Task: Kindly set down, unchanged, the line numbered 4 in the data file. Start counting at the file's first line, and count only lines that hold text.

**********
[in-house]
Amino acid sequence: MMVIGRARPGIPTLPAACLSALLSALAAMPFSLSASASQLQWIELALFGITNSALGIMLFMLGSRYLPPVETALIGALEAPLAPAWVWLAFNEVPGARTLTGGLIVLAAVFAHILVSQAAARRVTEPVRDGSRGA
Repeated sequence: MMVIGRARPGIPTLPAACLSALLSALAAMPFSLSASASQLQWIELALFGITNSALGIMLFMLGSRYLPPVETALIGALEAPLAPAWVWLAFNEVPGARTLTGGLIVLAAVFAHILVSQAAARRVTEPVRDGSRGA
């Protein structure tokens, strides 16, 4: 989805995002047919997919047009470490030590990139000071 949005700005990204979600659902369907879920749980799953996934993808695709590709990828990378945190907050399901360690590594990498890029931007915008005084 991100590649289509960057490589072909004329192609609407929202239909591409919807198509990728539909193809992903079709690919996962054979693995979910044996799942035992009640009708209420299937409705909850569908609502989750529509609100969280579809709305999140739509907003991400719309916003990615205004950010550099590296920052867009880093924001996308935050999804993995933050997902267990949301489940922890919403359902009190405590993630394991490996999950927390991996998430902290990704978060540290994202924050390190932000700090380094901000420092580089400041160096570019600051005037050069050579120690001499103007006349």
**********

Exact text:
């Protein structure tokens, strides 16, 4: 989805995002047919997919047009470490030590990139000071 949005700005990204979600659902369907879920749980799953996934993808695709590709990828990378945190907050399901360690590594990498890029931007915008005084 991100590649289509960057490589072909004329192609609407929202239909591409919807198509990728539909193809992903079709690919996962054979693995979910044996799942035992009640009708209420299937409705909850569908609502989750529509609100969280579809709305999140739509907003991400719309916003990615205004950010550099590296920052867009880093924001996308935050999804993995933050997902267990949301489940922890919403359902009190405590993630394991490996999950927390991996998430902290990704978060540290994202924050390190932000700090380094901000420092580089400041160096570019600051005037050069050579120690001499103007006349």